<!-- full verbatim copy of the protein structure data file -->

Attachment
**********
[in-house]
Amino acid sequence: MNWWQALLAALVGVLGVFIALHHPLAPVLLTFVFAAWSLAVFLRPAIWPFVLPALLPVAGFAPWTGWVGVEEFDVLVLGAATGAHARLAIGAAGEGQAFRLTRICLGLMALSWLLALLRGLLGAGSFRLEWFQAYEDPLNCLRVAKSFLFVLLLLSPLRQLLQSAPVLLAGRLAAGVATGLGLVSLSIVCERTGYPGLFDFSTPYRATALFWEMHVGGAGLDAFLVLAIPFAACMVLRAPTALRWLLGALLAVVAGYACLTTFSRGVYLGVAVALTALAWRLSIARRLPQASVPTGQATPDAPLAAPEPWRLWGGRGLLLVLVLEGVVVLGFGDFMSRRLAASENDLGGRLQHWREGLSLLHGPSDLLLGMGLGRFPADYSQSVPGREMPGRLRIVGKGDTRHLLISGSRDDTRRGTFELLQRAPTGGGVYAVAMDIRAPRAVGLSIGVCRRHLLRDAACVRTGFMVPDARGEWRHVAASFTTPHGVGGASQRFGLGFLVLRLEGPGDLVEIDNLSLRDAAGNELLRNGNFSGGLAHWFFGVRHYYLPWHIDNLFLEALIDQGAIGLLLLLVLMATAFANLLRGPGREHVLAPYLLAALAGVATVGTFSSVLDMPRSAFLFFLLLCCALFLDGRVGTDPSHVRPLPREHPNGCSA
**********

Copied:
[in-house]
Amino acid sequence: MNWWQALLAALVGVLGVFIALHHPLAPVLLTFVFAAWSLAVFLRPAIWPFVLPALLPVAGFAPWTGWVGVEEFDVLVLGAATGAHARLAIGAAGEGQAFRLTRICLGLMALSWLLALLRGLLGAGSFRLEWFQAYEDPLNCLRVAKSFLFVLLLLSPLRQLLQSAPVLLAGRLAAGVATGLGLVSLSIVCERTGYPGLFDFSTPYRATALFWEMHVGGAGLDAFLVLAIPFAACMVLRAPTALRWLLGALLAVVAGYACLTTFSRGVYLGVAVALTALAWRLSIARRLPQASVPTGQATPDAPLAAPEPWRLWGGRGLLLVLVLEGVVVLGFGDFMSRRLAASENDLGGRLQHWREGLSLLHGPSDLLLGMGLGRFPADYSQSVPGREMPGRLRIVGKGDTRHLLISGSRDDTRRGTFELLQRAPTGGGVYAVAMDIRAPRAVGLSIGVCRRHLLRDAACVRTGFMVPDARGEWRHVAASFTTPHGVGGASQRFGLGFLVLRLEGPGDLVEIDNLSLRDAAGNELLRNGNFSGGLAHWFFGVRHYYLPWHIDNLFLEALIDQGAIGLLLLLVLMATAFANLLRGPGREHVLAPYLLAALAGVATVGTFSSVLDMPRSAFLFFLLLCCALFLDGRVGTDPSHVRPLPREHPNGCSA